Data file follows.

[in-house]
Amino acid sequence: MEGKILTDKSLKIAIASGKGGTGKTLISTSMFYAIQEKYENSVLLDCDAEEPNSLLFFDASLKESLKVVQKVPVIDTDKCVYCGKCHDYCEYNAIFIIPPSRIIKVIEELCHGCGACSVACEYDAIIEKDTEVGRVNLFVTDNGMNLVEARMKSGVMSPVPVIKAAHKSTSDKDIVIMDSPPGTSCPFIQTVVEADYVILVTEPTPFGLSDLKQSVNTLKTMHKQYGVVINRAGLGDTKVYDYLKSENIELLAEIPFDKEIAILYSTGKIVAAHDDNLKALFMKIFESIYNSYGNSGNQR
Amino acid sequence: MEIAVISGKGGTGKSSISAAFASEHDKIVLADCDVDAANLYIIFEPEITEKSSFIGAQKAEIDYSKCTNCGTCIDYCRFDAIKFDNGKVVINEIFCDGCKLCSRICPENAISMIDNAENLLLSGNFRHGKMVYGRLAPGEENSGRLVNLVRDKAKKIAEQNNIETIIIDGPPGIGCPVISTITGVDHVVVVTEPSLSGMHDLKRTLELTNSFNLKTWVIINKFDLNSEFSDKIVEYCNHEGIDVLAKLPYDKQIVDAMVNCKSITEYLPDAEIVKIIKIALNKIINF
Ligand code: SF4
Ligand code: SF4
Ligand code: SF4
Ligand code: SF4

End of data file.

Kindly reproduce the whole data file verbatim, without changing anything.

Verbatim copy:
[in-house]
Amino acid sequence: MEGKILTDKSLKIAIASGKGGTGKTLISTSMFYAIQEKYENSVLLDCDAEEPNSLLFFDASLKESLKVVQKVPVIDTDKCVYCGKCHDYCEYNAIFIIPPSRIIKVIEELCHGCGACSVACEYDAIIEKDTEVGRVNLFVTDNGMNLVEARMKSGVMSPVPVIKAAHKSTSDKDIVIMDSPPGTSCPFIQTVVEADYVILVTEPTPFGLSDLKQSVNTLKTMHKQYGVVINRAGLGDTKVYDYLKSENIELLAEIPFDKEIAILYSTGKIVAAHDDNLKALFMKIFESIYNSYGNSGNQR
Amino acid sequence: MEIAVISGKGGTGKSSISAAFASEHDKIVLADCDVDAANLYIIFEPEITEKSSFIGAQKAEIDYSKCTNCGTCIDYCRFDAIKFDNGKVVINEIFCDGCKLCSRICPENAISMIDNAENLLLSGNFRHGKMVYGRLAPGEENSGRLVNLVRDKAKKIAEQNNIETIIIDGPPGIGCPVISTITGVDHVVVVTEPSLSGMHDLKRTLELTNSFNLKTWVIINKFDLNSEFSDKIVEYCNHEGIDVLAKLPYDKQIVDAMVNCKSITEYLPDAEIVKIIKIALNKIINF
Ligand code: SF4
Ligand code: SF4
Ligand code: SF4
Ligand code: SF4